Conservationists Develop New Guidelines to Reduce Wind Farm Bird Deaths

Wind and other renewable energy sources have generated much enthusiasm as partial solutions to global climate change and other energy-related environmental issues. At a January climate change conference held by the National Council for Science and the Environment (NCSE), American Bird Conservancy co-sponsored a workshop to help make wind energy truly “green” by minimizing wildlife impacts. The workshop produced the following six recommendations:

    Photo: Mike Parr, ABC
  • State and federal regulatory agencies should improve the consistency of requirements and regulations, and discourage policies that reduce research and environmental review prior to granting permits for new facilities.
  • Decision-makers should ensure that all positive and negative impacts are analyzed in their proper context in relation to other sources of energy generation.
  • Federal and state guidelines should define and identify high-risk areas that may warrant additional research, mitigation, or avoidance.
  • An independent body should explore the development of a process to certify wind projects that adequately minimize or mitigate impacts on wildlife and habitat.
  • All stakeholders must increase funding for priority monitoring and research, and federal and state agencies should increase funding and staffing to address wind permitting issues.
  • Permitting agencies and public utility commissions should account for monitoring, research, and mitigation in upfront planning and permitting of wind projects to improve cost certainty.

NCSE will publicize these recommendations, and American Bird Conservancy will use them in discussions with lawmakers and the U.S. Fish and Wildlife Service (FWS) to encourage the standardization of permit requirements.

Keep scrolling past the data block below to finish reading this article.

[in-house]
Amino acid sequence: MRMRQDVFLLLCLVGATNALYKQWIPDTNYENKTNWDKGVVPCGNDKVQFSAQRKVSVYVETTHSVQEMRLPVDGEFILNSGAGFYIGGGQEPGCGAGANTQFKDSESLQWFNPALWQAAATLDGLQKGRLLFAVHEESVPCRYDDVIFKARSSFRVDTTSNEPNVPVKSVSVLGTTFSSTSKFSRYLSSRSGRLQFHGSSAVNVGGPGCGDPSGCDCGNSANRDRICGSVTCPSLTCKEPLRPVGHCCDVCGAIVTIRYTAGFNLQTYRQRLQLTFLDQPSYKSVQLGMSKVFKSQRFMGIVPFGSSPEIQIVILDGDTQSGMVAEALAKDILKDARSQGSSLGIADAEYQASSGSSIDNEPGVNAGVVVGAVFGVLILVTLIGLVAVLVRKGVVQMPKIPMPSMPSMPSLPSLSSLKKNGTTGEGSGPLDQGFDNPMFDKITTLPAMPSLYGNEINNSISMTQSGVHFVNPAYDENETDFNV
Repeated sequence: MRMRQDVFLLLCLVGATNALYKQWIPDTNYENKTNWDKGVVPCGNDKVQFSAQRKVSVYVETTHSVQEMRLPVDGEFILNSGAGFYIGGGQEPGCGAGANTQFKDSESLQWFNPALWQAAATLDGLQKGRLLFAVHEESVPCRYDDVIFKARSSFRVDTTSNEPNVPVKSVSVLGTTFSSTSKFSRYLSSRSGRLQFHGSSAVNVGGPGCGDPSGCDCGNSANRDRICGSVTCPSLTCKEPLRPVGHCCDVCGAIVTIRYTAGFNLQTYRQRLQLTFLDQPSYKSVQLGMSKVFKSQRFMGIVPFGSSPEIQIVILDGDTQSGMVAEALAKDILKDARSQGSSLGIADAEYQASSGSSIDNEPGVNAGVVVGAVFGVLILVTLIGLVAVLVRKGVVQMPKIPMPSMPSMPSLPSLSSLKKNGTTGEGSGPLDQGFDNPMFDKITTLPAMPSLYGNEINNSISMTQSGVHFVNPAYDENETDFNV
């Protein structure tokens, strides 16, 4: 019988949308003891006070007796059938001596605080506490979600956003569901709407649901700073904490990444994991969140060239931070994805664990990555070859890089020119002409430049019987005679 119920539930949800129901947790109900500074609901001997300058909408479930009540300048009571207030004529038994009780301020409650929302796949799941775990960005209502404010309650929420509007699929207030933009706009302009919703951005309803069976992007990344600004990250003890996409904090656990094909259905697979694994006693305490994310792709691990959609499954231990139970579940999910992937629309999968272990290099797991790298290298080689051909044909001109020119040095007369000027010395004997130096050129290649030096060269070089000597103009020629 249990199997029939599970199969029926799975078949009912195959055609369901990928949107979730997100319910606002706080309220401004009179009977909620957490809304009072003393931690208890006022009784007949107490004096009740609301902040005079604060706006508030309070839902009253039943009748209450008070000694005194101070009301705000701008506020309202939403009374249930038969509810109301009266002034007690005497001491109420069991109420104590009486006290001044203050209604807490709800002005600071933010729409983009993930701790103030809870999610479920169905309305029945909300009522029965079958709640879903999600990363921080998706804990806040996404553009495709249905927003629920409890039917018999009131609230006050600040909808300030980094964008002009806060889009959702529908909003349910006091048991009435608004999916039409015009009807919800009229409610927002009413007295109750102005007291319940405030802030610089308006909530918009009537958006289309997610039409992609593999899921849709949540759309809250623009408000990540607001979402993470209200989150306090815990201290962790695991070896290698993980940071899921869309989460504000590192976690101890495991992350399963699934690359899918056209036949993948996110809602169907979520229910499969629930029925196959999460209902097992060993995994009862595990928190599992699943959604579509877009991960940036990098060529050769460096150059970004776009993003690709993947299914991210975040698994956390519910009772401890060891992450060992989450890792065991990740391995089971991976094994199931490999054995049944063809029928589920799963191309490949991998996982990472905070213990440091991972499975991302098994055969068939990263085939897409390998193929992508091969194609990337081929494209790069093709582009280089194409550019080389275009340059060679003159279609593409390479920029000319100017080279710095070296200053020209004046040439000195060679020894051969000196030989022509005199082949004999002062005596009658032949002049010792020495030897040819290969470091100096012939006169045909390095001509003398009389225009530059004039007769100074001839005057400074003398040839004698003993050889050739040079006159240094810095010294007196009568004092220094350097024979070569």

U.S. Fish and Wildlife Service Preparing Guidelines to Mitigate Bird and Bat Deaths

 

Photo: Mike Parr, ABC

FWS recently convened an advisory committee of 22 experts from industry, the environmental community, and state governments to prepare draft guidelines for the siting and operation of wind projects to minimize bird and bat deaths, and reduce disturbance to wildlife habitat. The committee will formulate recommendations for the Secretary of Interior, with a deadline of early 2009. The Department of the Interior will finalize the guidelines later that year. American Bird Conservancy is calling for the guidelines to be mandatory throughout the United States.
Bird Kills Increase at Altamont Wind Farm Despite Mitigation Measures

The controversy over the Altamont Pass wind farm has been renewed with the release in late 2007 of data showing increased mortality of birds despite years of effort to curb collisions.

 

The massive wind farm at Altamont Pass in California, which has over 5,000 turbines, is situated in an area with a large raptor population. Birds frequently fly through the path of the rotor blades, the tips of which can rotate at speeds in excess of 150 mph, making them particularly deadly. Protected bird species, including the Golden Eagle, have been killed in significant numbers.

 

A 2004 study by the California Energy Commission estimated 1,700 to 4,700 birds die each year by flying into whirling turbine blades or being electrocuted by transmission lines that thread through the 50,000- acre Altamont Wind Resource Area. The fatalities in a single year involve as many as 116 Golden Eagles, 300 Red- tailed Hawks, 333 American Kestrels and 380 Burrowing Owls, the study found.

 

Following this study, and lawsuits filed by environmental groups to halt the deaths, Alameda County, the wind industry, and several environmental groups entered into agreements to reduce bird deaths at the wind farm. Mitigation measures included replacing older turbines with newer models that are meant to be less hazardous to birds, removing turbines located in the paths of hunting raptors, and turning off certain turbines during periods of heavy bird migration.

 

These agreements were based on industry data that showed the mitigation measures would reduce bird kills. However, in late 2007, new data were released showing mortality of bird has actually increased. Dr. Shawn Smallwood, a member of the county-appointed Scientific Review Committee, said efforts to reduce bird deaths by the target of 50% in three years are far behind. Shutting down many turbines during the winter when raptors migrate into central California has helped, but many other mitigation measures were deemed too expensive to be economically feasible. Environmental groups will continue to press for implementation of new mitigation, especially with escalating energy prices providing profits to pay for mitigation.